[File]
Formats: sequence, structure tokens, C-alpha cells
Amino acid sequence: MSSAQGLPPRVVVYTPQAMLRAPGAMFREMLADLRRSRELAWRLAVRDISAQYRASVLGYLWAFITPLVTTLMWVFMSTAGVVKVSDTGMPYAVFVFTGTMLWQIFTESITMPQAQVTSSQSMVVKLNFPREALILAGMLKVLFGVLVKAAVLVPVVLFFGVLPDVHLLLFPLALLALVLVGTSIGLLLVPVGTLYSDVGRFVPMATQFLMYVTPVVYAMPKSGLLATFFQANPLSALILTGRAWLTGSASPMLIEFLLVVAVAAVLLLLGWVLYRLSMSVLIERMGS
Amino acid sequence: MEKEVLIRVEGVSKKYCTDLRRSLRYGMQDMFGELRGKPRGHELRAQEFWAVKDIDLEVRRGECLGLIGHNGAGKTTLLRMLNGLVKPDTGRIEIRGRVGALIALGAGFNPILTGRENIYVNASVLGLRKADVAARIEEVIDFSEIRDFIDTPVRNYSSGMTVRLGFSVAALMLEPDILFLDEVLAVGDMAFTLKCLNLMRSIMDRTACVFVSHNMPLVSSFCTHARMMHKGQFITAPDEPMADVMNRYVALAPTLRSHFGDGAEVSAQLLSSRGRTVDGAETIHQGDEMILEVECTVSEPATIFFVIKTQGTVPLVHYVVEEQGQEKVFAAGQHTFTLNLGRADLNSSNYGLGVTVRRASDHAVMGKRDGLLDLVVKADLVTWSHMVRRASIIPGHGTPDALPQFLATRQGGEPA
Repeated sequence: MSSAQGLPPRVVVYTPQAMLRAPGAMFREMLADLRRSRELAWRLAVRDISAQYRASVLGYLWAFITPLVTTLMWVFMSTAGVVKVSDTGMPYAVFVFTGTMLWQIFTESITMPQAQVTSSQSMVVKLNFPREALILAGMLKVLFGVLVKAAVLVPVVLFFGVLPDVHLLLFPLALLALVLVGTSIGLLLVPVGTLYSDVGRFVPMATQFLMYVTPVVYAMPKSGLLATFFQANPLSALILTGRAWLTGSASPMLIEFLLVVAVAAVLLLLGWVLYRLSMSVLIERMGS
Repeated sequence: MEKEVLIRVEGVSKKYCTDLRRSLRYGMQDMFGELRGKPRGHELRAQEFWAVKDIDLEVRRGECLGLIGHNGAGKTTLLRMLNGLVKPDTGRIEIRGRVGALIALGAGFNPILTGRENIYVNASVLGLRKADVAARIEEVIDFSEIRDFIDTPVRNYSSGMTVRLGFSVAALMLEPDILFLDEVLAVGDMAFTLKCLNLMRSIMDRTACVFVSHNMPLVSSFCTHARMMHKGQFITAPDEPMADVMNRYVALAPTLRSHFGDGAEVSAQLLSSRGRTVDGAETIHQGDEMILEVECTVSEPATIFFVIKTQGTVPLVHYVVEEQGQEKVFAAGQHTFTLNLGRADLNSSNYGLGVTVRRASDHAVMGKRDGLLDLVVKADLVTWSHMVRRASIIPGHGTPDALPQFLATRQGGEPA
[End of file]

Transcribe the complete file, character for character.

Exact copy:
Formats: sequence, structure tokens, C-alpha cells
Amino acid sequence: MSSAQGLPPRVVVYTPQAMLRAPGAMFREMLADLRRSRELAWRLAVRDISAQYRASVLGYLWAFITPLVTTLMWVFMSTAGVVKVSDTGMPYAVFVFTGTMLWQIFTESITMPQAQVTSSQSMVVKLNFPREALILAGMLKVLFGVLVKAAVLVPVVLFFGVLPDVHLLLFPLALLALVLVGTSIGLLLVPVGTLYSDVGRFVPMATQFLMYVTPVVYAMPKSGLLATFFQANPLSALILTGRAWLTGSASPMLIEFLLVVAVAAVLLLLGWVLYRLSMSVLIERMGS
Amino acid sequence: MEKEVLIRVEGVSKKYCTDLRRSLRYGMQDMFGELRGKPRGHELRAQEFWAVKDIDLEVRRGECLGLIGHNGAGKTTLLRMLNGLVKPDTGRIEIRGRVGALIALGAGFNPILTGRENIYVNASVLGLRKADVAARIEEVIDFSEIRDFIDTPVRNYSSGMTVRLGFSVAALMLEPDILFLDEVLAVGDMAFTLKCLNLMRSIMDRTACVFVSHNMPLVSSFCTHARMMHKGQFITAPDEPMADVMNRYVALAPTLRSHFGDGAEVSAQLLSSRGRTVDGAETIHQGDEMILEVECTVSEPATIFFVIKTQGTVPLVHYVVEEQGQEKVFAAGQHTFTLNLGRADLNSSNYGLGVTVRRASDHAVMGKRDGLLDLVVKADLVTWSHMVRRASIIPGHGTPDALPQFLATRQGGEPA
Repeated sequence: MSSAQGLPPRVVVYTPQAMLRAPGAMFREMLADLRRSRELAWRLAVRDISAQYRASVLGYLWAFITPLVTTLMWVFMSTAGVVKVSDTGMPYAVFVFTGTMLWQIFTESITMPQAQVTSSQSMVVKLNFPREALILAGMLKVLFGVLVKAAVLVPVVLFFGVLPDVHLLLFPLALLALVLVGTSIGLLLVPVGTLYSDVGRFVPMATQFLMYVTPVVYAMPKSGLLATFFQANPLSALILTGRAWLTGSASPMLIEFLLVVAVAAVLLLLGWVLYRLSMSVLIERMGS
Repeated sequence: MEKEVLIRVEGVSKKYCTDLRRSLRYGMQDMFGELRGKPRGHELRAQEFWAVKDIDLEVRRGECLGLIGHNGAGKTTLLRMLNGLVKPDTGRIEIRGRVGALIALGAGFNPILTGRENIYVNASVLGLRKADVAARIEEVIDFSEIRDFIDTPVRNYSSGMTVRLGFSVAALMLEPDILFLDEVLAVGDMAFTLKCLNLMRSIMDRTACVFVSHNMPLVSSFCTHARMMHKGQFITAPDEPMADVMNRYVALAPTLRSHFGDGAEVSAQLLSSRGRTVDGAETIHQGDEMILEVECTVSEPATIFFVIKTQGTVPLVHYVVEEQGQEKVFAAGQHTFTLNLGRADLNSSNYGLGVTVRRASDHAVMGKRDGLLDLVVKADLVTWSHMVRRASIIPGHGTPDALPQFLATRQGGEPA